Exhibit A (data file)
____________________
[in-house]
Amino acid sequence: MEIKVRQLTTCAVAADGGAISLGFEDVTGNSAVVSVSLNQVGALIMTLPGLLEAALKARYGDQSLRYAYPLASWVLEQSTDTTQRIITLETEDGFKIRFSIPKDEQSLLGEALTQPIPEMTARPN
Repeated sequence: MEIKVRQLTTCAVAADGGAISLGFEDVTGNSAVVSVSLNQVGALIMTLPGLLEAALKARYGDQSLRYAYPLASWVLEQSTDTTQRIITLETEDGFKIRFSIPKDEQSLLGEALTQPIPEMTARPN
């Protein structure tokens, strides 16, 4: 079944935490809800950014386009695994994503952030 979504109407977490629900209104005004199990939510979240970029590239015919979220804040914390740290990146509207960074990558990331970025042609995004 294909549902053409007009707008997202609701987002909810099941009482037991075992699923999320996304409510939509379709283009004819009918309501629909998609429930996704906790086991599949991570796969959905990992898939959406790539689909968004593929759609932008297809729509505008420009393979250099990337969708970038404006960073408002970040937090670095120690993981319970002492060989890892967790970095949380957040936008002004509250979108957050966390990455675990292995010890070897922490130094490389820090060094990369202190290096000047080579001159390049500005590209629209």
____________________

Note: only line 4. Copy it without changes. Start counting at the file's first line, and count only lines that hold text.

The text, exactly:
């Protein structure tokens, strides 16, 4: 079944935490809800950014386009695994994503952030 979504109407977490629900209104005004199990939510979240970029590239015919979220804040914390740290990146509207960074990558990331970025042609995004 294909549902053409007009707008997202609701987002909810099941009482037991075992699923999320996304409510939509379709283009004819009918309501629909998609429930996704906790086991599949991570796969959905990992898939959406790539689909968004593929759609932008297809729509505008420009393979250099990337969708970038404006960073408002970040937090670095120690993981319970002492060989890892967790970095949380957040936008002004509250979108957050966390990455675990292995010890070897922490130094490389820090060094990369202190290096000047080579001159390049500005590209629209």